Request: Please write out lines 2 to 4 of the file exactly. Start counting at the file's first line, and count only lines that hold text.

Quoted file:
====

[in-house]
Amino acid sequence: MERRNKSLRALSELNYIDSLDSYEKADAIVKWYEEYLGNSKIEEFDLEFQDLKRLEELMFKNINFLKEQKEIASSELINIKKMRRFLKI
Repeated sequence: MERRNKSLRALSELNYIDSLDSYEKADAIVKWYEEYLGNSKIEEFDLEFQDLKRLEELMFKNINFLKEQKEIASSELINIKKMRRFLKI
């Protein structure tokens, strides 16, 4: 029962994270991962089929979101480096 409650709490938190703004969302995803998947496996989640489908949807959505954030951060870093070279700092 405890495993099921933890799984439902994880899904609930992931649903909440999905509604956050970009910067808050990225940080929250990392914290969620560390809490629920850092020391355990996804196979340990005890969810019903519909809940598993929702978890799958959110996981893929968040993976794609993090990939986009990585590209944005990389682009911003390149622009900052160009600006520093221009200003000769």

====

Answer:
Amino acid sequence: MERRNKSLRALSELNYIDSLDSYEKADAIVKWYEEYLGNSKIEEFDLEFQDLKRLEELMFKNINFLKEQKEIASSELINIKKMRRFLKI
Repeated sequence: MERRNKSLRALSELNYIDSLDSYEKADAIVKWYEEYLGNSKIEEFDLEFQDLKRLEELMFKNINFLKEQKEIASSELINIKKMRRFLKI
């Protein structure tokens, strides 16, 4: 029962994270991962089929979101480096 409650709490938190703004969302995803998947496996989640489908949807959505954030951060870093070279700092 405890495993099921933890799984439902994880899904609930992931649903909440999905509604956050970009910067808050990225940080929250990392914290969620560390809490629920850092020391355990996804196979340990005890969810019903519909809940598993929702978890799958959110996981893929968040993976794609993090990939986009990585590209944005990389682009911003390149622009900052160009600006520093221009200003000769």